Why we need museums now more than ever

Rebecca Carlsson
Original paper on Museum Next >

In today’s uncertain times, museums can act as an anchor in the storm.
To those who aren’t as passionate about the power of museums as readers of this blog, it can often seem that such institutions are merely places where forgotten objects go to enjoy their final years.
But despite this, there’s a strong case to be made that the museum is more relevant today than it has ever been. From addressing key social issues to transforming how we see the future, the humble museum has the power to reflect and shape our society. Here are five reasons why we need museums now more than ever.

  1. Learning from the past
  2. Bringing communities together
  3. Standing firm in the face of adversity
  4. Digitalisation, innovation and interaction
  5. Educating future generations

Learning from the past
First and foremost, museums and galleries provide an insight into the history of humankind. And while no museum can claim to provide a complete picture, the lessons we can learn from past events, wonders and tragedies are priceless.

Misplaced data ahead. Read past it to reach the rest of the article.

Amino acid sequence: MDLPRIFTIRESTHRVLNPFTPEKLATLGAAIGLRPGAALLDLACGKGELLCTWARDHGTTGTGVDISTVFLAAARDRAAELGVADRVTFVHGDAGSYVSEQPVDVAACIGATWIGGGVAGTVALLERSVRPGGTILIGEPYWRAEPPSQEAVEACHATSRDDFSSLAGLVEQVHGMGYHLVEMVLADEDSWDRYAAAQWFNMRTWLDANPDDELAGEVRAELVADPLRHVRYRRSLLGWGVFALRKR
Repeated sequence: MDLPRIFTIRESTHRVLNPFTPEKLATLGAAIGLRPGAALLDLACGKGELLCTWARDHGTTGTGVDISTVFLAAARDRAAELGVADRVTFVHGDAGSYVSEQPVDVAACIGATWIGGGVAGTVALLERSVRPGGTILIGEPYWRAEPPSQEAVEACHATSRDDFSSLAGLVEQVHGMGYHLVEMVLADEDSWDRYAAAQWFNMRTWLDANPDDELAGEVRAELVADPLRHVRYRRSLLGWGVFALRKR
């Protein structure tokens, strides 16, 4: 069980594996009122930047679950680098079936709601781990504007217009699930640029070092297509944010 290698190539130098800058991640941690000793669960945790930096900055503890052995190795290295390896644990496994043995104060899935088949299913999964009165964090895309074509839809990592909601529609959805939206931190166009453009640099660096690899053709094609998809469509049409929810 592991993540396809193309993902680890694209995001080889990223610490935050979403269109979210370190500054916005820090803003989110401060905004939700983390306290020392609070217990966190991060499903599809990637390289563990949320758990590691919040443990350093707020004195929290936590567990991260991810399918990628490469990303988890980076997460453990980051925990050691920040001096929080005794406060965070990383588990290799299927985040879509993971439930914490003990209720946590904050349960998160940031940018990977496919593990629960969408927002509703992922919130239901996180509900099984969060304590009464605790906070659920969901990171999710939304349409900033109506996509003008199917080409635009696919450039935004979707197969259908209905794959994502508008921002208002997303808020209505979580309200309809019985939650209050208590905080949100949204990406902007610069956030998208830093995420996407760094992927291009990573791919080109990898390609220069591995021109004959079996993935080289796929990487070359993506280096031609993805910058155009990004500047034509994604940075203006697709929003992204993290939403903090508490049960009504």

This is especially true in times of turmoil. Today, it’s impossible to ignore the escalating tensions between nations, between political parties and between different cultural groups. Instead of finding common ground it seems that issues of class, race, gender and environmentalism are becoming ever more polarised.
To help the public re-establish this common ground and learn to build bridges rather than breed division, many believe that museums have a role to play in giving us perspective – be it through intellectual exercises or merely holding up mistakes of the past as evidence of where such behaviour will lead us once more.
Last year, the Museum of Oxford launched its Queering Spires exhibition to celebrate the ‘hidden history’ of Oxford’s LGBTQIA+ community. Speaking at the time, co-founder of the project Richard Howlett said that Oxford has a “queer history to be proud of.”
But, Howlett went on, it’s a “history hidden in people’s attics, filing cabinets and memories. We look forward to helping bring it to life through this exhibition.”
This exhibition came at a time when it was reported that hate crimes in England and Wales doubled in just five years, with four out of five anti-LGBT+ hate crimes going unreported.
Through exhibitions like Queering Spires, museums can help individuals and groups celebrate what makes them unique, spreading the word that’s it okay to fall outside the box despite the continued intolerance of some.
In the face of hatred and ignorance, knowledge and understanding are often the best weapons. This is what the museum has the power to showcase.